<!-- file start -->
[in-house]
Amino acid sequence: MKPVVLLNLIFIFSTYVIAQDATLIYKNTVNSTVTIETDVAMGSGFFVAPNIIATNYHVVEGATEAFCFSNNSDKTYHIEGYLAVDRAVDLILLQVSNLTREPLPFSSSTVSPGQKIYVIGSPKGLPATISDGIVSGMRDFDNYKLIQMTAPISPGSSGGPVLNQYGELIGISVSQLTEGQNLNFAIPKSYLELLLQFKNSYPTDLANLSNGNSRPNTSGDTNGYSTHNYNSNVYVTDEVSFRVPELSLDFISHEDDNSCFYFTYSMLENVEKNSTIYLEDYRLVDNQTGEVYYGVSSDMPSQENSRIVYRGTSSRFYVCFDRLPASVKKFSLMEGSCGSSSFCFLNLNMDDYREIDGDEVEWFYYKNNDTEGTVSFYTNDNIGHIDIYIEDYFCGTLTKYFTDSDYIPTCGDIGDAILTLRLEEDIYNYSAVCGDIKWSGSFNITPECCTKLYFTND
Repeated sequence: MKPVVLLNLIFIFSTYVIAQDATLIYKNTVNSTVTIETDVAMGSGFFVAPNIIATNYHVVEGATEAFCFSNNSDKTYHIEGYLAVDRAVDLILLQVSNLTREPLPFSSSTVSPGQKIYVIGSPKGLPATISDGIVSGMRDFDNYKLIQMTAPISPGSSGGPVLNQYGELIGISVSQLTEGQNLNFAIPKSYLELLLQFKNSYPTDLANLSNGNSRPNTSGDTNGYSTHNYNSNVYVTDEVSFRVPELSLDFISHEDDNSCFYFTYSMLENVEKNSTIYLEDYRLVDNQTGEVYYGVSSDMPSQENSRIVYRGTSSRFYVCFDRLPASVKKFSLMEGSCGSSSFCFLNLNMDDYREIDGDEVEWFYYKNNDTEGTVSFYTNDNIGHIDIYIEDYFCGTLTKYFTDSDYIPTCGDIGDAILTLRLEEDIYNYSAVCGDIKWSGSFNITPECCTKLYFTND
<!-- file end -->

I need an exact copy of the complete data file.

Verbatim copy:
[in-house]
Amino acid sequence: MKPVVLLNLIFIFSTYVIAQDATLIYKNTVNSTVTIETDVAMGSGFFVAPNIIATNYHVVEGATEAFCFSNNSDKTYHIEGYLAVDRAVDLILLQVSNLTREPLPFSSSTVSPGQKIYVIGSPKGLPATISDGIVSGMRDFDNYKLIQMTAPISPGSSGGPVLNQYGELIGISVSQLTEGQNLNFAIPKSYLELLLQFKNSYPTDLANLSNGNSRPNTSGDTNGYSTHNYNSNVYVTDEVSFRVPELSLDFISHEDDNSCFYFTYSMLENVEKNSTIYLEDYRLVDNQTGEVYYGVSSDMPSQENSRIVYRGTSSRFYVCFDRLPASVKKFSLMEGSCGSSSFCFLNLNMDDYREIDGDEVEWFYYKNNDTEGTVSFYTNDNIGHIDIYIEDYFCGTLTKYFTDSDYIPTCGDIGDAILTLRLEEDIYNYSAVCGDIKWSGSFNITPECCTKLYFTND
Repeated sequence: MKPVVLLNLIFIFSTYVIAQDATLIYKNTVNSTVTIETDVAMGSGFFVAPNIIATNYHVVEGATEAFCFSNNSDKTYHIEGYLAVDRAVDLILLQVSNLTREPLPFSSSTVSPGQKIYVIGSPKGLPATISDGIVSGMRDFDNYKLIQMTAPISPGSSGGPVLNQYGELIGISVSQLTEGQNLNFAIPKSYLELLLQFKNSYPTDLANLSNGNSRPNTSGDTNGYSTHNYNSNVYVTDEVSFRVPELSLDFISHEDDNSCFYFTYSMLENVEKNSTIYLEDYRLVDNQTGEVYYGVSSDMPSQENSRIVYRGTSSRFYVCFDRLPASVKKFSLMEGSCGSSSFCFLNLNMDDYREIDGDEVEWFYYKNNDTEGTVSFYTNDNIGHIDIYIEDYFCGTLTKYFTDSDYIPTCGDIGDAILTLRLEEDIYNYSAVCGDIKWSGSFNITPECCTKLYFTND